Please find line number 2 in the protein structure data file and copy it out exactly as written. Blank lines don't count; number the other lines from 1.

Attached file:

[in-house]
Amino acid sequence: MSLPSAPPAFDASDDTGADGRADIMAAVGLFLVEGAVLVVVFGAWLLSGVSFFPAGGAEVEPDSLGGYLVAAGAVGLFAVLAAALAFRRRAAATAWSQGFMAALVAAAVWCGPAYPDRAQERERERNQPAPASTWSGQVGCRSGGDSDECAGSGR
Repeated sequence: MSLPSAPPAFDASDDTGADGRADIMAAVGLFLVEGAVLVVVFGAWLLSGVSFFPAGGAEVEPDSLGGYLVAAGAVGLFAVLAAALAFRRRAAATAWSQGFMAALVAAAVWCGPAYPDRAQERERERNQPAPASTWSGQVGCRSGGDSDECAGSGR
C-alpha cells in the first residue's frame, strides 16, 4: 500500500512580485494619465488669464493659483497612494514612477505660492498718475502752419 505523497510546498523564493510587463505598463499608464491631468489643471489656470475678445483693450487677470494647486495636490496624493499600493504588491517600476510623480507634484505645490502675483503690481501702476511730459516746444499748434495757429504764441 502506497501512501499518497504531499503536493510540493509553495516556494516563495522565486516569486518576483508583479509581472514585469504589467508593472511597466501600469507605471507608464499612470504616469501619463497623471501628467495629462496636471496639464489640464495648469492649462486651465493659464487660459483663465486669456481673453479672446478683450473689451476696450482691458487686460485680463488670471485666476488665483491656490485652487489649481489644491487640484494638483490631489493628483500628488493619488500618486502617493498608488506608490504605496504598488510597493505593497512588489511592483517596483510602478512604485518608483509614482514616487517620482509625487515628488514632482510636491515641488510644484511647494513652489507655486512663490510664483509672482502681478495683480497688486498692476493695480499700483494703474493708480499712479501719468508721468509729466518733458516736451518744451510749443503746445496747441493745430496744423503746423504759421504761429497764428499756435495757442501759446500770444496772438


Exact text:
Amino acid sequence: MSLPSAPPAFDASDDTGADGRADIMAAVGLFLVEGAVLVVVFGAWLLSGVSFFPAGGAEVEPDSLGGYLVAAGAVGLFAVLAAALAFRRRAAATAWSQGFMAALVAAAVWCGPAYPDRAQERERERNQPAPASTWSGQVGCRSGGDSDECAGSGR